The Department of Labor (DOL) has placed employers in a difficult situation. This difficult situation is because the agency has denied many filed applications for sponsored employment-based immigrants. According to employers and attorneys, the DOL rejected many of their applications for the permanent labor certification (PERM) program because of how the job titles appear on the government form.
The attorneys also claimed that the denials are not part of the protections for U.S. workers. As a result, many employers worry about extended delays for green card applications due to the increase in pending PERM applications. In addition to the potentially years-long wait, they have expressed concern about the situation forcing some workers to leave the country.
Generally speaking, most employment-based immigrants seeking a green card must first obtain a labor certification from the DOL. The DOL requires employers to test the labor market by placing advertisements to comply with the statutory requirement. Employers must do this before completing an Application for Permanent Employment Certification (Form 9089).
The application to obtain permanent employment certification has sections to verify the employer’s identity and the prevailing wage. It also requests information on the job opportunity. For example, the application requests specifics about whether the job requires job-related experience or if experience in other occupations counts.
Unfortunately, the DOL has never issued guidance on how to complete this form. As a result, companies have completed the paperwork in various ways without problem until now. Allegedly, the rejections primarily stem from how employers have answered Question H.10-B of Form 9089. This question asks employers to state the job title of an alternate occupation with acceptable experience to qualify for the PERM role.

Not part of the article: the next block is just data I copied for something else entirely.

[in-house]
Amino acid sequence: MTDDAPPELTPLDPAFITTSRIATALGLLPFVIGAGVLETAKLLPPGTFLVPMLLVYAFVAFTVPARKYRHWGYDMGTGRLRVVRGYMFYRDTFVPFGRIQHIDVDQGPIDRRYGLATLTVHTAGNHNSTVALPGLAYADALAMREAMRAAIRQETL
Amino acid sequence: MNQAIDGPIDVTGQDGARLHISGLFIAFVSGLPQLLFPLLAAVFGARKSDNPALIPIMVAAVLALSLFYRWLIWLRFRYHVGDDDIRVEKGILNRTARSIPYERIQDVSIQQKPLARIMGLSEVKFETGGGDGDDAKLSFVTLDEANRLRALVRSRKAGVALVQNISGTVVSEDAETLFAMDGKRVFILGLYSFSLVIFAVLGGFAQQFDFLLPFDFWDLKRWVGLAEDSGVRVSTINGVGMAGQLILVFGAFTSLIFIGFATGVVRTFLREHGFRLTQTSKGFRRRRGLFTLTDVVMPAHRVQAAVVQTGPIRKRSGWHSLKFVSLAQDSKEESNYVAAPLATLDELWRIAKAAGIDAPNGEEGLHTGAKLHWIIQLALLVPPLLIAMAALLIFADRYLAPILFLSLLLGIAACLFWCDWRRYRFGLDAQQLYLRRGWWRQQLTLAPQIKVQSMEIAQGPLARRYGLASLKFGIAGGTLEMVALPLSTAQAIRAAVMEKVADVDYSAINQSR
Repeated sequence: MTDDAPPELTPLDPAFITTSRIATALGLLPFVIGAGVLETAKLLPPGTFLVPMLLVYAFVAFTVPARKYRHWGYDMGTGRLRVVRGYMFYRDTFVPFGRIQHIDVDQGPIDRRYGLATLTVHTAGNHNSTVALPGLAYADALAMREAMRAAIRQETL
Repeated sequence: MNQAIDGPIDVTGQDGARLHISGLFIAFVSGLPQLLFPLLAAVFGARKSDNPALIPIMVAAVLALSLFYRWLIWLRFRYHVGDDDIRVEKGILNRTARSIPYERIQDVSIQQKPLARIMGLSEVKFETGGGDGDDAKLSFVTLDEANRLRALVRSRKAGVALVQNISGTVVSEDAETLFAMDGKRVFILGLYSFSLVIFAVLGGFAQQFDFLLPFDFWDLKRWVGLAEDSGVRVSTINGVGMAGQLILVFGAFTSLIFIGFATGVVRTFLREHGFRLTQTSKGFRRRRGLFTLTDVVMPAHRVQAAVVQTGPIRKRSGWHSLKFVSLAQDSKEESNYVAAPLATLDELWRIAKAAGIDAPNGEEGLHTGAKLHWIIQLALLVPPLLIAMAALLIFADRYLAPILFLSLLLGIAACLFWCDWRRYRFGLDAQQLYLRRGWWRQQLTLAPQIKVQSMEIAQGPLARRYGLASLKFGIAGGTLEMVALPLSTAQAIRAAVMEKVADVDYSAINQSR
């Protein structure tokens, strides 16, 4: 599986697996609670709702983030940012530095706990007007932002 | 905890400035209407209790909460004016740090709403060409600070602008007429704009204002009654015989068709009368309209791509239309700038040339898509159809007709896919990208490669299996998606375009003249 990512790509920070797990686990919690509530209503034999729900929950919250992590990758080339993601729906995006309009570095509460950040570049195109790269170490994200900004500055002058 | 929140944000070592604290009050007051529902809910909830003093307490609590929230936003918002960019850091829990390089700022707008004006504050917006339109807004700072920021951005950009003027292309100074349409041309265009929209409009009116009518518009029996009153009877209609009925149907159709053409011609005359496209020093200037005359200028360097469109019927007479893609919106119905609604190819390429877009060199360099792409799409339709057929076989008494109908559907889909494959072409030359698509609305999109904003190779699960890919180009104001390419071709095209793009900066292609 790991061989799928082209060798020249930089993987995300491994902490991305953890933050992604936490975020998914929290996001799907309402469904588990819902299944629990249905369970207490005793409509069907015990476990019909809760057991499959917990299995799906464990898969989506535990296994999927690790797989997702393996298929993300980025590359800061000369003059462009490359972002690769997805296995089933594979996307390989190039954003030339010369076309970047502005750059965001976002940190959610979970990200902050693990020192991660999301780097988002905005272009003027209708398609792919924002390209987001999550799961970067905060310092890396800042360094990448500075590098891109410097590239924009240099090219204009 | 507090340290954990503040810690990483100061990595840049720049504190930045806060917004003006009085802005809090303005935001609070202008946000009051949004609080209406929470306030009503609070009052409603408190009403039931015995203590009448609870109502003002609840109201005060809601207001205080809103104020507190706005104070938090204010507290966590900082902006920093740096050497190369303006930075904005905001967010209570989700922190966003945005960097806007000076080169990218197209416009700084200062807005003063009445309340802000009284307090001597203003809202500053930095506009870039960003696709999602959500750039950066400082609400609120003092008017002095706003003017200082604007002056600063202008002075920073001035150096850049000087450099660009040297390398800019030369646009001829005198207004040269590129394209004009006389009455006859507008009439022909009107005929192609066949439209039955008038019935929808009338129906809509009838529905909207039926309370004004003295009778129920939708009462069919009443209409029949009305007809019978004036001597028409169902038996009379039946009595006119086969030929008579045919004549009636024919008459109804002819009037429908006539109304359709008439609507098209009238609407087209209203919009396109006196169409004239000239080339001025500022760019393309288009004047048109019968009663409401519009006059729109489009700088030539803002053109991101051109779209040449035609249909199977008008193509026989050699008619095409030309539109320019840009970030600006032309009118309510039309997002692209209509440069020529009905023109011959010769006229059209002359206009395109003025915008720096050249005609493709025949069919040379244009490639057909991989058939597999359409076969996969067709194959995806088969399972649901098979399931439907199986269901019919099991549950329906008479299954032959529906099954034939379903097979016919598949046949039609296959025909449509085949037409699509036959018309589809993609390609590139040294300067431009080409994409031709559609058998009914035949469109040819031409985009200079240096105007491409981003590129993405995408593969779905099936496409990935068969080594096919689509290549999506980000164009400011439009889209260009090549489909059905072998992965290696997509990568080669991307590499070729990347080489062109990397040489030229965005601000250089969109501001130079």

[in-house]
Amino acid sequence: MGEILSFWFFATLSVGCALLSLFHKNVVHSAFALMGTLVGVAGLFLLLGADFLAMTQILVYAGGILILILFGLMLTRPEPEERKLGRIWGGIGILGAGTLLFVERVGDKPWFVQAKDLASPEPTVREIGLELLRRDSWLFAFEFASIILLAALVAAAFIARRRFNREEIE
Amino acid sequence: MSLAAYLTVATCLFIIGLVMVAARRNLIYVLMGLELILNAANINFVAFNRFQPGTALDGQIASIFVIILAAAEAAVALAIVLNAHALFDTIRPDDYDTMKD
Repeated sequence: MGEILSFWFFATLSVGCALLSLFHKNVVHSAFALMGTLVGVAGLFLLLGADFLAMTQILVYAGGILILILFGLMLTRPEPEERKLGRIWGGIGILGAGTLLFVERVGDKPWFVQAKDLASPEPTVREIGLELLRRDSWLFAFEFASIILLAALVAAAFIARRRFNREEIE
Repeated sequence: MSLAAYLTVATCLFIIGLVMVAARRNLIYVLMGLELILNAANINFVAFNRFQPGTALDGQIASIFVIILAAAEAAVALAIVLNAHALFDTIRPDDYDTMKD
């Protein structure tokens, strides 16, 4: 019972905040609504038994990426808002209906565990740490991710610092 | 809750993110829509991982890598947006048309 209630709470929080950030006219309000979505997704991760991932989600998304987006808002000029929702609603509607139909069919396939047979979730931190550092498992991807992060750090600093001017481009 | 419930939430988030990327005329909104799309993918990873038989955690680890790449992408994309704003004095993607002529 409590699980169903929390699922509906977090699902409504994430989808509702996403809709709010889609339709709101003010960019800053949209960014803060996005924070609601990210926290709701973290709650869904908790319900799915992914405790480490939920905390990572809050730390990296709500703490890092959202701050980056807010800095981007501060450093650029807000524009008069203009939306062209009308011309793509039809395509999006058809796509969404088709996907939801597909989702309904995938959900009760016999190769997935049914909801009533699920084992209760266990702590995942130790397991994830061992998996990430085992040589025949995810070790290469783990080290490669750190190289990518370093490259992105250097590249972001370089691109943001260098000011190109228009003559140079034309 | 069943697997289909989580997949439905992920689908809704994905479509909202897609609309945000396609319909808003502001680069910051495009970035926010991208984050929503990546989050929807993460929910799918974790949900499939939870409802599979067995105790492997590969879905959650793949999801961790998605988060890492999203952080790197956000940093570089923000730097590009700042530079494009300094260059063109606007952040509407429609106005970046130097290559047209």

The instructions provided for the form do not explain how employers should answer this question. Because the vagueness has never proved problematic before, the sudden denials have surprised all concerned parties. Additionally, employers do not understand the DOL’s abrupt decision to reject the paperwork as martially incomplete over this question.
Denied PERM applications often cause delays in the green card process. Unfortunately, these delays could take years and may result in PERM beneficiaries losing their ability to remain in the United States. As a result, employers could find it more challenging to fill positions, especially during the current labor shortages.
Fortunately, the DOL may have solutions for this problem. The DOL’s Office of Foreign Labor Certification (OFLC) claimed a willingness to review cases where the PERM denial occurred because of Question H.10-B. Furthermore, the OLFC claimed they would review applications if the employer filed a Request for Reconsideration due to a Question H.10-B denial.
In these cases, the OFLC explained that the agency would address them separately and certify the applications when appropriate. As such, the agency intends to address these cases immediately. However, the OFLC warned that it could take several weeks to finish processing them due to the volume of cases.
Many hope that the OFLC’s solution will solve this problem. Employers also hope that DOL will ensure that the issue does not continue. Furthermore, employers who have successfully hired foreign nationals must remember to complete the employment eligibility verification (Form I-9). Unfortunately, this process often proves challenging, rivaling the struggles with the DOL rejecting many PERM applications.
The easiest way to complete the I-9 process without making potentially costly mistakes is to invest in an electronic I-9 management system. This system can guide employers through the process, store the forms, and issue timely alerts.
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